In short: The issue is that East Germany, West Germany, the Soviet Union, Czechoslovakia and Yugoslavia no longer exist. They either merged (Germany) or broke up. And many Sporcle users forget this when they play quizzes and think that Germany should work for the Germanies, Russia should work for the Soviet Union, etc., etc. Others suggest a merging of the totals.

There are all sorts of political arguments that figure into the debate, but to me the clincher is this: The IOC considers them separate and so should Sporcle. They all have different National Olympic Committees than their present day counterparts and don’t forget that three of them were made up of several nations. Besides, all five countries are pretty well known, so it’s not unreasonable to expect Sporcle users to know of them. There should be a note in quizzes which states that these nations are included, but I believe they should be separate.

There is also another Germany adding to the fun – the Unified Team of Germany, which was a combined East/West team that was around in the 50s and 60s. And the 1992 Summer and Winter Games saw the participation of the “Unified Team”. This was basically the Soviet Union, but since the USSR had broken up, a bunch of former Soviet countries participated together under this name. It is unrealistic to expect Sporcle users to know either of these facts, so I always accept Germany for the former and Soviet Union for the latter.

Read more

Winter Olympics: Game On!


Editor’s Note: This post is brought to you by the Sporcle Olympics’ curator nscox. 

The games have begun, and I am in full “Canada rocks, everyone else sucks” mode (I am from Canada for those unaware). Typically this involves using harmless slang terms that have been rarely used in the last 50 years. I’m not going to elaborate on this because the last thing I want is angry e-mails.

As I write this, Day 3 coverage has just ended and Canada is in the unusual position of being tied for overall medals. There hasn’t been too much in the way of huge surprises yet. Russia is slipping in a few medals they weren’t supposed to get, but that’s to be expected from the host.

The five nations with the best chance of finishing on top in golds or total medals – Russia, the US, Germany, Norway and a certain country that is home to a certain sporcle curator – are all pretty even.

Read more

Winter Olympics Are Here!

Editor’s Note: This post is brought to you by the Sporcle Olympics’ curator nscox.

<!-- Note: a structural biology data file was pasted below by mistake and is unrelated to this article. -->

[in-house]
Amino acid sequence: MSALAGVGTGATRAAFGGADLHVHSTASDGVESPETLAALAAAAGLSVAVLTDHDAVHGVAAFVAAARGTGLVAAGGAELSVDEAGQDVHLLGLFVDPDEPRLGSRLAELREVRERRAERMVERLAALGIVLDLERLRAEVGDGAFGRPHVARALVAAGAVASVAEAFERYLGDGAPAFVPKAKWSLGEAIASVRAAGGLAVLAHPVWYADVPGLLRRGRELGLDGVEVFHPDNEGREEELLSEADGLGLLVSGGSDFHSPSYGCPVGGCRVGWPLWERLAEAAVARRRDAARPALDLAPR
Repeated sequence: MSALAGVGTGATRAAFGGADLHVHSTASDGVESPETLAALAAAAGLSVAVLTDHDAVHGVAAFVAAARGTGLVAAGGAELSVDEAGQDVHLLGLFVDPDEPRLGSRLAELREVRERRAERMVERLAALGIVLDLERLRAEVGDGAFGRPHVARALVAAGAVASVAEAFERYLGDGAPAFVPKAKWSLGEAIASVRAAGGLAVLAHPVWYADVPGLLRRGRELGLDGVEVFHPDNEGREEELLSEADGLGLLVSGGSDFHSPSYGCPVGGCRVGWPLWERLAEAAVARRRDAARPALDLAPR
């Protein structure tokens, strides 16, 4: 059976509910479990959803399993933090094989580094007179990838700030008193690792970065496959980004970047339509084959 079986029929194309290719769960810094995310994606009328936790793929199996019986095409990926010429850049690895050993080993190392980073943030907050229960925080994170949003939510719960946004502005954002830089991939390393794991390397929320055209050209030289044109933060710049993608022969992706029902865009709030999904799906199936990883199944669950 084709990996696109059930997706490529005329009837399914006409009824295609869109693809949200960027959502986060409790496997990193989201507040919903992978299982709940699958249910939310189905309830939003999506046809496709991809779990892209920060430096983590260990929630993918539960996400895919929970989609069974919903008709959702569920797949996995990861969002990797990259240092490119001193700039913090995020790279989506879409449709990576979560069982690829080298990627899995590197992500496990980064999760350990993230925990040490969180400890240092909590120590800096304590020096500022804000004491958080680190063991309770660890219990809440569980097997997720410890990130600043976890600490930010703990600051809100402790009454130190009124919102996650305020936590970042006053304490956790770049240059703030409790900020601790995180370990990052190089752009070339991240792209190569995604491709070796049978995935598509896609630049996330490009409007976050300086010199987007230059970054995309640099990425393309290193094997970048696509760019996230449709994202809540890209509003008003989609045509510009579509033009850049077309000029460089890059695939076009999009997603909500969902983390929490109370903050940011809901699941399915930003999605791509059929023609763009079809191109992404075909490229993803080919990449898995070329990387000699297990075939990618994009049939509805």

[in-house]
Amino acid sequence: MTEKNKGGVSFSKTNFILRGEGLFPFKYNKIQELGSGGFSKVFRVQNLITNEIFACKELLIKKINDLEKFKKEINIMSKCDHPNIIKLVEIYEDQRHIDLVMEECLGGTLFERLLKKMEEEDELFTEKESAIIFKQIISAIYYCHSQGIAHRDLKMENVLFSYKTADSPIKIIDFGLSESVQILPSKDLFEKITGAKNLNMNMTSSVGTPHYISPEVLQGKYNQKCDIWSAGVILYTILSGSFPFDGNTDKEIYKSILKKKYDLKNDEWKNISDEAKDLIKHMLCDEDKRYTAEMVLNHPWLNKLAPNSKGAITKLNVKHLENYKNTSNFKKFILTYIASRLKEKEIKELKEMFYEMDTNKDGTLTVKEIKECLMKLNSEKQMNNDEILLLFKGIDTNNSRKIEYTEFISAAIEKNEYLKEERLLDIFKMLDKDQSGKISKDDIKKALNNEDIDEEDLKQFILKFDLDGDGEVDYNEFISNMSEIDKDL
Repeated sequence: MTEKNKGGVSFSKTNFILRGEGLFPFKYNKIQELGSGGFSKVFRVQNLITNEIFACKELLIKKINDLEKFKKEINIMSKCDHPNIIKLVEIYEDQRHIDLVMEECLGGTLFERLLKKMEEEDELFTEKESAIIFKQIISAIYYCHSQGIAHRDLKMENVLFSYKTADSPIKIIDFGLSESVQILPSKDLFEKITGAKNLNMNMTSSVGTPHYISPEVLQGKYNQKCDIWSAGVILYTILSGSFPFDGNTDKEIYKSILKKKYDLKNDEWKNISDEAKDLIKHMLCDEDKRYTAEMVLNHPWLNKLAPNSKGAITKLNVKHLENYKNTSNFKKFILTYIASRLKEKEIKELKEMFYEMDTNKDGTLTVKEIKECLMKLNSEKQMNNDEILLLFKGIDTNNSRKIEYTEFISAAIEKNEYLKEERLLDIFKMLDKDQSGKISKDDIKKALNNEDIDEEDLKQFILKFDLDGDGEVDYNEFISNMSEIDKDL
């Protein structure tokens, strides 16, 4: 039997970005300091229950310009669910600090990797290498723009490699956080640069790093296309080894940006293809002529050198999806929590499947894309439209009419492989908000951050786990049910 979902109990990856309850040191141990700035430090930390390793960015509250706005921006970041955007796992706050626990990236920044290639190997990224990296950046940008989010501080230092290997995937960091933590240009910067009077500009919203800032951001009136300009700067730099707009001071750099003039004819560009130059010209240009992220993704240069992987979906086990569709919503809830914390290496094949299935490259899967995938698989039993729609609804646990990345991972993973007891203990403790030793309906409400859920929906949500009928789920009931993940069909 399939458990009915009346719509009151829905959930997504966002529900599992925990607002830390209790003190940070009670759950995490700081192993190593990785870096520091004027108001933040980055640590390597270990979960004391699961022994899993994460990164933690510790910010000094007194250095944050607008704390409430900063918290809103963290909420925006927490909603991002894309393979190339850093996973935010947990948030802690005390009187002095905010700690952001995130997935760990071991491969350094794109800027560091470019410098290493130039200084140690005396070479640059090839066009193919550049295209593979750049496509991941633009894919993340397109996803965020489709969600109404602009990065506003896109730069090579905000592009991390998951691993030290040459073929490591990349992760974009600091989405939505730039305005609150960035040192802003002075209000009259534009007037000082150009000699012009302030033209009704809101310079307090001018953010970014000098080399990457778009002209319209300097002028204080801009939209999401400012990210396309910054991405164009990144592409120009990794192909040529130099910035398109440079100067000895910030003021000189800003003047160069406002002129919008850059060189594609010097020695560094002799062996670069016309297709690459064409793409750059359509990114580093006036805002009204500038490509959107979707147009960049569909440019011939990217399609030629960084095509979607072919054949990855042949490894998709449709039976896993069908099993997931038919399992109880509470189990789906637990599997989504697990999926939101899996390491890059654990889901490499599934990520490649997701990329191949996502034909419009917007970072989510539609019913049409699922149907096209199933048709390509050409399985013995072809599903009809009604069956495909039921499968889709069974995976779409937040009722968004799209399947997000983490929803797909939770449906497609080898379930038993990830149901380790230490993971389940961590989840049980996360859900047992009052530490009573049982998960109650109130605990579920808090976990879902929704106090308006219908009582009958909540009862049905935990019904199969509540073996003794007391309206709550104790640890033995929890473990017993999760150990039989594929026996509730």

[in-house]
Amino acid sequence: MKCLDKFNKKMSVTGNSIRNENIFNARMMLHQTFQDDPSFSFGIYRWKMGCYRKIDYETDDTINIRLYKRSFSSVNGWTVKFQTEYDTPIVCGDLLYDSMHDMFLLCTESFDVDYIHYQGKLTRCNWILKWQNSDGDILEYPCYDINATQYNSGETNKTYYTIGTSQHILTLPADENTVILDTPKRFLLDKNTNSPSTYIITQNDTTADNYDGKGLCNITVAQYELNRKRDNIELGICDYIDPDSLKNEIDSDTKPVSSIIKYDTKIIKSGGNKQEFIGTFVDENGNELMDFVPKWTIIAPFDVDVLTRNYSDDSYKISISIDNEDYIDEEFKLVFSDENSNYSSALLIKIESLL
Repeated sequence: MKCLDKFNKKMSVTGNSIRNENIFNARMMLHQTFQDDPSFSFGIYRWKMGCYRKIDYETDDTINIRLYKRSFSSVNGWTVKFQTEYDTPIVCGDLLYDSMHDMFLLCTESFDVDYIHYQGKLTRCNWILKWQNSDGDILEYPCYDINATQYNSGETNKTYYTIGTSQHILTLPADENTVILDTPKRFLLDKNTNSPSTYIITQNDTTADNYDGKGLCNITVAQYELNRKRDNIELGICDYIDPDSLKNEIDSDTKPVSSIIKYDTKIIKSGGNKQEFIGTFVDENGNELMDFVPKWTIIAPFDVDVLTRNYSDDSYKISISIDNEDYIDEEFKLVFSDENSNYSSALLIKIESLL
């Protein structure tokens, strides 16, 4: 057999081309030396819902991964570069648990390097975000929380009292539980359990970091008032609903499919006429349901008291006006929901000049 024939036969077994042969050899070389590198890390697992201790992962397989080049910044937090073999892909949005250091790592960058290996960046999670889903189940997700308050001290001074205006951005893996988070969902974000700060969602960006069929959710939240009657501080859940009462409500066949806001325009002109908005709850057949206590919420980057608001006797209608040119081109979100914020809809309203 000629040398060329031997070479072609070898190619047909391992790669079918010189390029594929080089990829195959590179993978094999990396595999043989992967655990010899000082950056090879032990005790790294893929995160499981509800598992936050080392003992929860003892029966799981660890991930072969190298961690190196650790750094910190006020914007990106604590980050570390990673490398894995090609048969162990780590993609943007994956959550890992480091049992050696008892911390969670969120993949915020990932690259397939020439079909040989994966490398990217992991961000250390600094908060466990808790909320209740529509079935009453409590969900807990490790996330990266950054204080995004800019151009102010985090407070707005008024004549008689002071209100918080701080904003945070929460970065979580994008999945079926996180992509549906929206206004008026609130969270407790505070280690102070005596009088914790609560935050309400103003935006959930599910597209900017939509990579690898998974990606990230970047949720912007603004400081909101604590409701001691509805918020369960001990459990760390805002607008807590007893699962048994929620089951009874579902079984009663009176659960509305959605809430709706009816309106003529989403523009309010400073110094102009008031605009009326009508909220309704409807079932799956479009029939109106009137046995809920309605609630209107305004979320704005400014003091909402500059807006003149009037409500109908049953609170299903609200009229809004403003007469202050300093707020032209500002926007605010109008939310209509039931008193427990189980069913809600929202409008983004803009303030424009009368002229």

sochi-2014-logo-4It’s that time of the year. The Olympics are upon us, and it’s time to get excited.

Not everyone enjoys the Games, but I do. My name (well, my username) is nscox and I’m an Olympics fan. And the Sporcle Olympics curator. And a Canadian. I’ve been an avid Games follower since 1996 and have been pulled along ever since by the epic roller coaster of emotional highs and lows. From the thrill of the favourite being crowned, to the excitement of the upset winner, to the devastation of a legend failing to do well, the Olympics have it all.

The great thing about the Olympics is the focus on lesser appreciated sports. Downhill skiing, speed skating, snowboarding, etc. are all fun to watch. And over the next two weeks, fans will be getting a steady diet of winter action. Adding to the fun is the battle of nations. As we all know, the greatness of a country is measured by Olympic success, and so many questions will be answered in the coming weeks. Can Canada finally top the charts in total medals? Can the U.K. win more than 2 medals for the first time since 1936? Will the Norwegian curling team’s pants drive them to gold? Can Russia win Olympic hockey gold? Can Slovenia? Can Kyrgyzstan finally take a winter medal?

But this isn’t a sports blog. This is a Sporcle blog (insert musical fanfare here). And what better way to get ready for 2 weeks of winter sports bliss than some quizzes?

For quiz creators: Basketball and hockey (the ice variety) have been done to death. Keep that in mind when creating quizzes. If you want advice, help or a curator pick, send suggestions to nscox22@hotmail.com.

hockey_2010WinterOlympicsFor quiz players:

First, test your knowledge of the sports you’ll be watching with Winter Olympic Sports.

Next, see if you can remember the Olympic host cities. Special bonus points if you can remember how to spell the 1936 Winter host without looking it up: Olympic Cities.

Then, get ready for the Winter Olympics premiere event (yes, I said it) with Olympic Hockey Countries.

Take some time off, and remember the figure skating greats in Olympic Figure Skaters.

Finally, take a moment to remember the less fortunate countries with No Winter Olympics Medals.

So with all that being said, best of luck to all the athletes, and lets all hope for a clean and (most importantly) safe Olympics. Let the Games Begin!


The Great Sporcle Puzzle Hunt: Follow-Up

Sherlock would be proud.

The puzzle hunt is complete! All of the quizzes are out, and many of you have successfully reached the end. If you haven’t yet tasted sweet success, don’t fret. There’s no time limit on this adventure.

The Recap

So far the quizzes in the hunt have over 85,000 plays. Before the hint quiz came out, the Puzzle Hunter Badge had been earned by 140 people.  And on the final quiz of the hunt, 198 players had a perfect score. That’s a lot of perfect scores! All of the Hunt Puzzle Quizzes and components can be found here: The Entire Sporcle Puzzle Hunt